internships

Big Girl Pants: Out of the Box Internships

When someone’s typing on a laptop, what do you imagine they’re on? Facebook? Tumblr? Twitter? Pinterest?

Although that is the majority, some college students are actually at work, and I don’t just mean typing up a paper or researching for class work. Virtual internships are a thing of the present, and although online colleges seem a bit sketchy, online internships can yield some real resume building experience.

Personally, out of the seven publications I have written for, only two were honest to goodness in-person jobs, and only one was in a typical 9-5 format (although it was really 9-6pm with a half hour lunch break).

Although working in your pajamas seems like a dream come true, and sometimes is, getting dressed and going out in public to work can make a great difference to your motivation and quality of work. I’m not going to lie though, making deadline in my workout clothes while on the deck at my grandmother’s house with iced tea and cookies in hand is a dream come true…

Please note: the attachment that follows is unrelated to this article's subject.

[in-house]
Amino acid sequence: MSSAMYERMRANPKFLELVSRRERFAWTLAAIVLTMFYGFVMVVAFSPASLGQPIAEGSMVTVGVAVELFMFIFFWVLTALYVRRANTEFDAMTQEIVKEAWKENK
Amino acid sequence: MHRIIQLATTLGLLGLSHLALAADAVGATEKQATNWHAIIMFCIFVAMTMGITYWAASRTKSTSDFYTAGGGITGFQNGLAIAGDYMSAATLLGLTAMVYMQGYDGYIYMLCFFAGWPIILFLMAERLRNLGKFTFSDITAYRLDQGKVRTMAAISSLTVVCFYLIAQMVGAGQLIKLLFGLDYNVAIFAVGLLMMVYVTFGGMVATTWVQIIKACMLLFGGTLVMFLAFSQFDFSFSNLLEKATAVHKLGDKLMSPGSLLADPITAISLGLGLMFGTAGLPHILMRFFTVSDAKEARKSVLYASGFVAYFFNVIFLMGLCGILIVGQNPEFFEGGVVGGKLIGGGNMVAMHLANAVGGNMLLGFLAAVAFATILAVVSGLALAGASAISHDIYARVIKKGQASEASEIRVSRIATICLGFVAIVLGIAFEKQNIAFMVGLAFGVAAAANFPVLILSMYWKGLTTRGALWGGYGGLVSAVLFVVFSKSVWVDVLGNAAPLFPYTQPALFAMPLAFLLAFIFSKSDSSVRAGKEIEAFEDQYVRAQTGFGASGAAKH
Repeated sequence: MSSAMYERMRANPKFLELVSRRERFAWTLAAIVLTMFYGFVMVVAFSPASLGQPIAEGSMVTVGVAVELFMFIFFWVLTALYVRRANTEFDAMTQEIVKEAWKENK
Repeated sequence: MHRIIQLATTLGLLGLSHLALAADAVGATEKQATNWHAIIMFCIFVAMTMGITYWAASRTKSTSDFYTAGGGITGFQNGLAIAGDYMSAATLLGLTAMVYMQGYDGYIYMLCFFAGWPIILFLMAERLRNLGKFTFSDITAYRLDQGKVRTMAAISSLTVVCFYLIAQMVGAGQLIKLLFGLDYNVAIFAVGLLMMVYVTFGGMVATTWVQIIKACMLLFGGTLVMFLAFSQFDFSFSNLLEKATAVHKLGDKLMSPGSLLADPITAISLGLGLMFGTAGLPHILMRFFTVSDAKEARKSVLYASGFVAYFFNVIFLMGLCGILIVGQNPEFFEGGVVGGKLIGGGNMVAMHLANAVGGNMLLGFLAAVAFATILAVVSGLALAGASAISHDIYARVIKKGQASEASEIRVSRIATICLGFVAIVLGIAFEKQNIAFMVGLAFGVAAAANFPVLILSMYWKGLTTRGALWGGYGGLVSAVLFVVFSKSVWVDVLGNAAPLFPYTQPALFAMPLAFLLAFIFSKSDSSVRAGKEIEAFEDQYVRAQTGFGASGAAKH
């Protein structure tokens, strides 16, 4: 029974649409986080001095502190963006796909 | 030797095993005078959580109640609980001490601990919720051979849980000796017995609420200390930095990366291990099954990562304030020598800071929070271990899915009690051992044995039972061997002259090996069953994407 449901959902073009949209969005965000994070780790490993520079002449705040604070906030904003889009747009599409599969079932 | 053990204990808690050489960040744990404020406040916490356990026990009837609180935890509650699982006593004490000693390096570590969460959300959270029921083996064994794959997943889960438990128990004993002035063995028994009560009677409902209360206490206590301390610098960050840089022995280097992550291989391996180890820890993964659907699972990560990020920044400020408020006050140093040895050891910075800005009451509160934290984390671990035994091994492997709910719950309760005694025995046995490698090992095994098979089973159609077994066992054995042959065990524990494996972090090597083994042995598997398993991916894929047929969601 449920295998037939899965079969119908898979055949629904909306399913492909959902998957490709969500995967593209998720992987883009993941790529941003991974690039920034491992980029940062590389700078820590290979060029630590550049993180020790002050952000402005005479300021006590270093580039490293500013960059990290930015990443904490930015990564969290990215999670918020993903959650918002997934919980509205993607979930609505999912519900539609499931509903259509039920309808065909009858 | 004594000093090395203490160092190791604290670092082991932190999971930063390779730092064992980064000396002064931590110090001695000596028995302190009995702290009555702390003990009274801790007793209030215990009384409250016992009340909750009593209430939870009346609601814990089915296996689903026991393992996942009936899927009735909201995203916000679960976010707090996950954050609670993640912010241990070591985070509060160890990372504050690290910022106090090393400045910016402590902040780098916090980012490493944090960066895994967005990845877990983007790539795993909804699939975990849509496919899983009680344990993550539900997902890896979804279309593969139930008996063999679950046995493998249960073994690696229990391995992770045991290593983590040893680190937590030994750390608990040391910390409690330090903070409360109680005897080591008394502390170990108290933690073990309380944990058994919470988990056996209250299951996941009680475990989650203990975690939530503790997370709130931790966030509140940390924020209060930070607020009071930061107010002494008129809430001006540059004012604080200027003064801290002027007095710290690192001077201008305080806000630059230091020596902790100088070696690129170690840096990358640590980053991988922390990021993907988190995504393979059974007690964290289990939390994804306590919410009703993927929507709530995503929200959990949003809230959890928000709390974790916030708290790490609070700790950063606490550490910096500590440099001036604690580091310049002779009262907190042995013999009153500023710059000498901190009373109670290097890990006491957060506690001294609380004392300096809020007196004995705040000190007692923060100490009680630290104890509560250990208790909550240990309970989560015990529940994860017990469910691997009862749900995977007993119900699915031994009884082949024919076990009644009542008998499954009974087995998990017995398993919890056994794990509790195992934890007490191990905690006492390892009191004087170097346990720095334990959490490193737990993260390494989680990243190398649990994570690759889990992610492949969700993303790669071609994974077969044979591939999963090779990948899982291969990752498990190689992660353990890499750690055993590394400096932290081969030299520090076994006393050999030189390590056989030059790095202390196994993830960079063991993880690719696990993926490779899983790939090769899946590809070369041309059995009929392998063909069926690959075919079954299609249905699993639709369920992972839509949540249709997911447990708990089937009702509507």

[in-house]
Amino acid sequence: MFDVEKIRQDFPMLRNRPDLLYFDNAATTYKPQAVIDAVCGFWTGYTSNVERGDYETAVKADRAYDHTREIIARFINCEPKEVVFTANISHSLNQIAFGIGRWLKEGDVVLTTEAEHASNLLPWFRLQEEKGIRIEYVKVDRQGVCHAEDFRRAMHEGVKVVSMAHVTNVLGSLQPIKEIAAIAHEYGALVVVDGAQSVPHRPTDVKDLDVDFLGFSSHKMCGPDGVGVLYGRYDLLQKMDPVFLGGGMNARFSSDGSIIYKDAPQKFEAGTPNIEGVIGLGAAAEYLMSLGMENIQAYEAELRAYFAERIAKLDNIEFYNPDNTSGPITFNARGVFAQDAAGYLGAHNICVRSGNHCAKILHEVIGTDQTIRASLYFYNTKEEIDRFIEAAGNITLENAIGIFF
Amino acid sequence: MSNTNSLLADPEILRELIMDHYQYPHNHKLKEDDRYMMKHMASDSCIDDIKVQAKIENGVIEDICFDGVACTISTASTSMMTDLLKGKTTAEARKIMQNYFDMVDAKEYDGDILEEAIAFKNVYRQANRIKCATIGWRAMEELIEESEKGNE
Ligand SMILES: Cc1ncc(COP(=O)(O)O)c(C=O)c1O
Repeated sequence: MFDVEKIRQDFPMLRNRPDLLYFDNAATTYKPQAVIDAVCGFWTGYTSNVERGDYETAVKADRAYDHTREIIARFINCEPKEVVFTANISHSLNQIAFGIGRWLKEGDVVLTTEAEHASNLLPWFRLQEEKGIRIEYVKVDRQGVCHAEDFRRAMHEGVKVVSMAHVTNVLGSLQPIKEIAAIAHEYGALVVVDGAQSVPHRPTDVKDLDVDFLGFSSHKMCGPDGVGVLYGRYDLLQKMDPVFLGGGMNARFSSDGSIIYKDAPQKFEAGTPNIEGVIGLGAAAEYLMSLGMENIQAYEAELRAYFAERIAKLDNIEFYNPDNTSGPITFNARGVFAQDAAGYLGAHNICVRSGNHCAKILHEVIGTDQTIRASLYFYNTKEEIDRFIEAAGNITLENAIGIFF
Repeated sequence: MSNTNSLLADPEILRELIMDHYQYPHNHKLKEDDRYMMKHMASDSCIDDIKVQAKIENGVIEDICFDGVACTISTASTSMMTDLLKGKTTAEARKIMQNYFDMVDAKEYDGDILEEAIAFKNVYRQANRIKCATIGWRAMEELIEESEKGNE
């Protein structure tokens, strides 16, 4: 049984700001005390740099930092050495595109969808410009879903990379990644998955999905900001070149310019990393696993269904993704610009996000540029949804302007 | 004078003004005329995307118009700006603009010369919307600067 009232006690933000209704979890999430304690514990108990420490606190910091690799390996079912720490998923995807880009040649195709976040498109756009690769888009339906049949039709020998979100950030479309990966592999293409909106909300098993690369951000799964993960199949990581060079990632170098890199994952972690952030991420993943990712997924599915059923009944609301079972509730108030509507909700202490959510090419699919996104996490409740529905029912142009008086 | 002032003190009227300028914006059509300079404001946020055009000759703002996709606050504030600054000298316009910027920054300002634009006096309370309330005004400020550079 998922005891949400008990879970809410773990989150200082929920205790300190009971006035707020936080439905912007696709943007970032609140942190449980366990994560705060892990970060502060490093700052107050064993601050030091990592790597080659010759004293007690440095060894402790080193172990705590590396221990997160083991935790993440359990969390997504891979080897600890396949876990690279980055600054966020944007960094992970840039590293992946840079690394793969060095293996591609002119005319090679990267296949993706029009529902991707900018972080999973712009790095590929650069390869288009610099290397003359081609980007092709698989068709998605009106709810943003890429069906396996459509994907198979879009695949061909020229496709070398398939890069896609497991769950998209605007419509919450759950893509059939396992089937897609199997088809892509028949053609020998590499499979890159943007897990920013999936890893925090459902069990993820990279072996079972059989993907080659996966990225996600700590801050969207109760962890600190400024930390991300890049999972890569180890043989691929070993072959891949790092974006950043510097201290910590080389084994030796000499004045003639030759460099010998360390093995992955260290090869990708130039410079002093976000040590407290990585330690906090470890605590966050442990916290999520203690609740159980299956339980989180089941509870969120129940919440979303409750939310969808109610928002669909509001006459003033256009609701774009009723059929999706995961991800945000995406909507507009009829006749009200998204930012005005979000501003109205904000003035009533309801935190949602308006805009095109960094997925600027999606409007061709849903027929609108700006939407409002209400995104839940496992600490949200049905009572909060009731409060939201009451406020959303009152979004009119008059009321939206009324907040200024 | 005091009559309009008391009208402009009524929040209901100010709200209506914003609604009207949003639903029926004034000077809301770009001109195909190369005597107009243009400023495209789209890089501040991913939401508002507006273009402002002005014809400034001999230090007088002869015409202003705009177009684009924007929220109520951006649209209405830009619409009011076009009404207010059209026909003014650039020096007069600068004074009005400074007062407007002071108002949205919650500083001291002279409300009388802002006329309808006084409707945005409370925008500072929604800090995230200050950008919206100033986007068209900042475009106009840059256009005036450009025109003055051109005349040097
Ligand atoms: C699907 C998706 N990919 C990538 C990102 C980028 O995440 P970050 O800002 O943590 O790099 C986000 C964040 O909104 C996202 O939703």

As a journalism major, gaining writing experience online is an option. Education majors might not find as much luck gaining virtual internships, but knowing how to find internships online is key.

Check out the Top 10 Internship Ready Majors provided by Internships.com.

Speaking of that site, five out of the seven writing opportunities I have had were from internships.com. The steps to finding an internship are easy. Make a profile. Upload your resume. Copy and paste your cover letter. Search and apply. Just be sure to tweak your CV for employers aka customize it with their company name and highlight one specific reason why you think you’re cut out for their position. Then it’s all a waiting game.

Gaining experience can be nerve racking, but the more things you apply to, the better your chances of hearing back. Don’t leave any pebble unturned.

One thing I realized the hard way is to be sure to research or read up about the company before applying and accepting.  I knew a bit of what I was getting into with one job I had, but I quickly realized it was not for me. This situation can be prevented if you do your research beforehand.